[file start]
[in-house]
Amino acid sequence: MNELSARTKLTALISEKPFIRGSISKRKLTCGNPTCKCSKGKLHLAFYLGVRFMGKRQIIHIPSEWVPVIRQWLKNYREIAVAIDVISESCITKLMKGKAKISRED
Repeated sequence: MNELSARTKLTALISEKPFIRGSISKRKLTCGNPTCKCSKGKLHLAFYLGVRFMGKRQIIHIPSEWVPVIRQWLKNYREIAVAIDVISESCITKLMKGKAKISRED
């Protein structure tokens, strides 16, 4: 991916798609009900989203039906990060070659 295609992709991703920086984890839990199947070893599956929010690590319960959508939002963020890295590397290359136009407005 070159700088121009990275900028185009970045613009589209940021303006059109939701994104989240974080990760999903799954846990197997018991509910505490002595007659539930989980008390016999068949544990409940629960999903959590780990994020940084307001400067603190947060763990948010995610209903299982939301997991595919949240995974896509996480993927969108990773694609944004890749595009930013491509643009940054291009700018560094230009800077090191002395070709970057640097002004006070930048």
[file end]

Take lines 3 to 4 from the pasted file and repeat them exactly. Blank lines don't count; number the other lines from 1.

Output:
Repeated sequence: MNELSARTKLTALISEKPFIRGSISKRKLTCGNPTCKCSKGKLHLAFYLGVRFMGKRQIIHIPSEWVPVIRQWLKNYREIAVAIDVISESCITKLMKGKAKISRED
């Protein structure tokens, strides 16, 4: 991916798609009900989203039906990060070659 295609992709991703920086984890839990199947070893599956929010690590319960959508939002963020890295590397290359136009407005 070159700088121009990275900028185009970045613009589209940021303006059109939701994104989240974080990760999903799954846990197997018991509910505490002595007659539930989980008390016999068949544990409940629960999903959590780990994020940084307001400067603190947060763990948010995610209903299982939301997991595919949240995974896509996480993927969108990773694609944004890749595009930013491509643009940054291009700018560094230009800077090191002395070709970057640097002004006070930048």